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Reviews » DVD Video Reviews » Welcome To Collinwood
Welcome To Collinwood
Warner Bros. // R // March 18, 2003
List Price: $26.98 [Buy now and save at Amazon]
Review by Aaron Beierle | posted March 11, 2003 | E-mail the Author
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The Movie:

A cute little crime comedy from producers Steven Soderberg, George Clooney and directors the Russo brothers, "Welcome To Collinwood" skips along, offers a lot of laughs, and wraps up neatly in under 90 minutes. The film, a remake of the 1958 Italian comedy "Big Deal on Madonna Street", stars Soderberg (and Paul Thomas Anderson) favorite Luis Guzman as Cosimo, a low-end thief who gets busted stealing a car in the film's opening scene.

While in jail, Cosimo hears about a big job (called a "bellini" by the thieves) and needs a "malinski" (someone to take the rap for his crime) to get out of the slammer. He tells his girlfriend (Patricia Clarkson) to seek out a malinski, who he'll pay $15,000 to. She tells his former partner (Michael Jeter), who then tells several other members of the local criminal community about the job.

The gang is assembled, and includes Toto (Jeter), single dad Riley (William H. Macy), Pero (Sam Rockwell), Leon (Isaiah Washington) and Basil (Andrew Davoli). Pero tricked the information out of Cosimo and now, it's only a matter of preparing before this mess of a crew can hit the safe that they're targeting.

There isn't much of a movie here, but I liked most of what I saw. The film's look is fascinating - it's apparently supposed to be taking place now, but the film's crumbling Cleveland suburb looks like it's from the 40's or 50's. I also liked the colorful supporting characters from the sidelines, such as Clooney's expert safecracker. The dialogue is generally terrific, too, especially the film's made-up language. While the lines never really generate rolling-on-the-floor laughs, "Collinwood" still manages constant chuckles.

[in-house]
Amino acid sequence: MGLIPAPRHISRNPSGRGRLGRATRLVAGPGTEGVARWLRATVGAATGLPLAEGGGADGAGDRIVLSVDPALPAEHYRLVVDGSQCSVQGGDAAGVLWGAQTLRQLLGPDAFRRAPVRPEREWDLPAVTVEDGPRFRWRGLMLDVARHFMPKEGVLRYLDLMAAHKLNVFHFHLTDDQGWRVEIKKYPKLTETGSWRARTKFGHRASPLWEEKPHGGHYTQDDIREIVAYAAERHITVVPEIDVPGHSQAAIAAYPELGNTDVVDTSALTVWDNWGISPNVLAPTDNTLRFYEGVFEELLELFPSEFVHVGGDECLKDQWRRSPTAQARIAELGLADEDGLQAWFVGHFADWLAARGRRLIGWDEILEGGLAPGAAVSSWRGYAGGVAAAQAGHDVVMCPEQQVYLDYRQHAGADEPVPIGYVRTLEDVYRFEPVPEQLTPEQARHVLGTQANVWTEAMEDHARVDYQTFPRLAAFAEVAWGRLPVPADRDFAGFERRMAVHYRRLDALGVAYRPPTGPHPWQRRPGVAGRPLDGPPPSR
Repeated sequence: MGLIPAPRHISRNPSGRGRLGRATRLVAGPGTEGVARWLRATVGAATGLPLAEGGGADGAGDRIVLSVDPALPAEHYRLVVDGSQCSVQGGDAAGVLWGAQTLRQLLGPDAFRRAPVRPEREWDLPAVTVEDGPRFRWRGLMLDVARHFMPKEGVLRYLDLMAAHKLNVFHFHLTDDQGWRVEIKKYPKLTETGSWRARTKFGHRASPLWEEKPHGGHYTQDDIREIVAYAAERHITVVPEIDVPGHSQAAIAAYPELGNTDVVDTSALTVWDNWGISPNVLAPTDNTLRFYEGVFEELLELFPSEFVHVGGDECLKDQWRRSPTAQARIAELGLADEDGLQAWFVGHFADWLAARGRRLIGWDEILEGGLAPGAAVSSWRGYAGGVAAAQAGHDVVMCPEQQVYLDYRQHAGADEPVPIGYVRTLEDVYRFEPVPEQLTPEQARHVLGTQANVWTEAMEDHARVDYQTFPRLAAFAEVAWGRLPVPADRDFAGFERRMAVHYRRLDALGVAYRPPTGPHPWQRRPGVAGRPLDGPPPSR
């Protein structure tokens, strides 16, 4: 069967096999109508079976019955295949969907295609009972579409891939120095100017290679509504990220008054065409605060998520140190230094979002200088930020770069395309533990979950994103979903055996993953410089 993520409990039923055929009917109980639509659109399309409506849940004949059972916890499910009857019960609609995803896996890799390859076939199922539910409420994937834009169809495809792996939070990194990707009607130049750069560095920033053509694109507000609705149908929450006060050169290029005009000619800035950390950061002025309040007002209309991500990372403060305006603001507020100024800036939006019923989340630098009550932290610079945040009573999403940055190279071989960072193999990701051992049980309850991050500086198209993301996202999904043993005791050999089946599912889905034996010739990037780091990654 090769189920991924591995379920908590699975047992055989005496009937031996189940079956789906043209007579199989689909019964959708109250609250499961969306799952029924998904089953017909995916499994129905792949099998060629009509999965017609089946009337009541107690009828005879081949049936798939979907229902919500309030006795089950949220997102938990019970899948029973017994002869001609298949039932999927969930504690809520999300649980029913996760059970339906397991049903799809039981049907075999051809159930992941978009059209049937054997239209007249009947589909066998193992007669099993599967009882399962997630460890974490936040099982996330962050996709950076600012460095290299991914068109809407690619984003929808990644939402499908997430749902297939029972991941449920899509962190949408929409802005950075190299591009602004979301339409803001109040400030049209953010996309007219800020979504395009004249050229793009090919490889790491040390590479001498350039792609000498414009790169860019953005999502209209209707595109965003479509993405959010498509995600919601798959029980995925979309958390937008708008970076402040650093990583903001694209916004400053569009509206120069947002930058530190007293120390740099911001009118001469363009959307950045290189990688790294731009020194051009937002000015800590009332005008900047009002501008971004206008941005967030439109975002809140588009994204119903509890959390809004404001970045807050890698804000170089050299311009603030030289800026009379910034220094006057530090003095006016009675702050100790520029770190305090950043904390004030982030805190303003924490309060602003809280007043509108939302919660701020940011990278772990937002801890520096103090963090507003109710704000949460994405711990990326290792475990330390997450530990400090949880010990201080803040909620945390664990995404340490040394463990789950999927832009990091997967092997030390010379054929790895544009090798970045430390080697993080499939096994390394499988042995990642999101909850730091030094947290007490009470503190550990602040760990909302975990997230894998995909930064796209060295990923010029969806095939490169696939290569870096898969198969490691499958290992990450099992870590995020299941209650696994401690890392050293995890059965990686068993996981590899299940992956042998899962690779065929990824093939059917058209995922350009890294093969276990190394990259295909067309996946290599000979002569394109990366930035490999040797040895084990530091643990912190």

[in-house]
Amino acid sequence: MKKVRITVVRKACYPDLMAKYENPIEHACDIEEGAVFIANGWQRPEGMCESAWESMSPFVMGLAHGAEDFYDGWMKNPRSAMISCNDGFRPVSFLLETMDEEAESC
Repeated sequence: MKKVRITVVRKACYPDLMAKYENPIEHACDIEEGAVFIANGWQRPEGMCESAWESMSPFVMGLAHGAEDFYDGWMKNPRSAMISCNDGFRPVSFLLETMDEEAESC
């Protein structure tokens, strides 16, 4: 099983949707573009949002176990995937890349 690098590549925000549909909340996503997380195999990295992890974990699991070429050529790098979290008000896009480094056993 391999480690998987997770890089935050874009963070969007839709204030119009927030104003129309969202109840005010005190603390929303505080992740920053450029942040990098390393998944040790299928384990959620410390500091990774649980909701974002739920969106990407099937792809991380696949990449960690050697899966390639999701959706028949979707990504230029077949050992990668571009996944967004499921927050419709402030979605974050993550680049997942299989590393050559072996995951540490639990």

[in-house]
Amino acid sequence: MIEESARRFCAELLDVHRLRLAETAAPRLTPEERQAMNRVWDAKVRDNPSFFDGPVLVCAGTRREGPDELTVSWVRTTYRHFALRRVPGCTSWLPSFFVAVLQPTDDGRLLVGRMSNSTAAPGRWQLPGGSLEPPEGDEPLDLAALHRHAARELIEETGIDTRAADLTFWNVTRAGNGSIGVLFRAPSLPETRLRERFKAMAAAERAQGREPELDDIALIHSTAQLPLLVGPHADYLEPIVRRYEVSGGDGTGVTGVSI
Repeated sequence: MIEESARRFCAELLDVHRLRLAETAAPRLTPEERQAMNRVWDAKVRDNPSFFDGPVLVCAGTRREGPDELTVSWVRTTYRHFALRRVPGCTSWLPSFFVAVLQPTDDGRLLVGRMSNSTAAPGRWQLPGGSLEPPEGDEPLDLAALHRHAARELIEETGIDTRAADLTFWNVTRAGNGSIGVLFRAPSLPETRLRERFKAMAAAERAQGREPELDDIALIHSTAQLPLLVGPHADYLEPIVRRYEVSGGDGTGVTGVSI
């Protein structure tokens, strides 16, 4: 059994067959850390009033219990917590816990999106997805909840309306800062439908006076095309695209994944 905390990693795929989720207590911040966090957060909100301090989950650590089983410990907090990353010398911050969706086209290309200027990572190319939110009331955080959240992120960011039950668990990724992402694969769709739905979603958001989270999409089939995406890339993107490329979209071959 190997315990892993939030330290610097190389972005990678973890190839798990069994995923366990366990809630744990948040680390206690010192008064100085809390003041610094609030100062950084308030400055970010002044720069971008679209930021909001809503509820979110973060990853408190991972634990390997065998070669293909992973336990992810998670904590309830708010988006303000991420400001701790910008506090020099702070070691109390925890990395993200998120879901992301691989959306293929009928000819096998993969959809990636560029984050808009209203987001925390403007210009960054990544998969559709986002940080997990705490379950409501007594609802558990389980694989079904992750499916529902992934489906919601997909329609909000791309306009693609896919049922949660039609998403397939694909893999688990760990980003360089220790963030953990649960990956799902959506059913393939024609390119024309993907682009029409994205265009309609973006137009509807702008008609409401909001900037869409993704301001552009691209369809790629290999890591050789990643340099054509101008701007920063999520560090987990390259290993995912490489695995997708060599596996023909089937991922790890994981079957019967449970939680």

The film certainly has a terrific cast, too. Sam Rockwell is funnier and quicker here than he was in either "Charlie's Angels" or Clooney's "Confessions of a Dangerous Mind". William H. Macy is also very funny as the married crook who has to carry his baby around during the planning sessions for the crime. There's also three fine female performances in the film. Clarkson is superb as the low-level gangster girlfriend with a tough shell, while Gabrielle Union and Jennifer Esposito are solid, too. There's not a bad performance in the bunch and everyone seems to be having fun. I did, too.

"Collinwood" is certainly nothing memorable, but it's a light comedy with some very good actors making the most out of thin material.


The DVD

VIDEO: "Welcome to Collinwood" is presented in 2.35:1 anamorphic widescreen by Warner Brothers Home Video. The 86-minute film is presented across a dual-layer disc and really, aside from a few minor concerns, looked terrific. Sharpness and detail throughout the film appeared very good, if a few steps less than excellent.

The only real problem with the presentation was the presence of edge enhancement. Slight amounts were visible in a few scenes; while it never became horribly distracting, it was still rather irritating at a few points. Aside from that, everything seemed perfectly fine - no compression artifacts were spotted, while the print looked crystal clear.

The film's color palette remained rather dark and earthy throughout, given the locations. Still, colors looked accurately rendered and crisp, with no smearing or other faults. Black level remained solid throughout, while flesh tones looked natural. Not an exceptional transfer, but still an awfully nice one.

SOUND: Although "Collinwood" is presented by Warner Brothers in Dolby Digital 5.1, this is clearly a "comedy" soundtrack, focusing only on the dialogue. The soundtrack seemed mainly driven by the center channel, as even the front mains didn't get much work aside from providing a bit of back-up for the score. Audio quality was decent - dialogue seemed clear and natural for the most part, but some louder lines could sound noticably harsh.

EXTRAS:

Collinwood: Uncensored: Not really much about the movie at all, this documentary instead offers footage of Clooney and the cast playing basketball, the crew waiting out an enormous Ohio rainstorm and Rockwell playing interviewer.

Also: The film's trailer, definitions for the film's "slang" and bios.

Final Thoughts: "Collinwood" never really generated any huge laughs in in its slight 86 minutes, but it certainly offered a lot of mild chuckles. Warner Brothers has provided a decent DVD for the little-seen film - there's not much in the way of supplements, but audio/video quality are pleasant enough, given the material. Definitely recommended as a rental.

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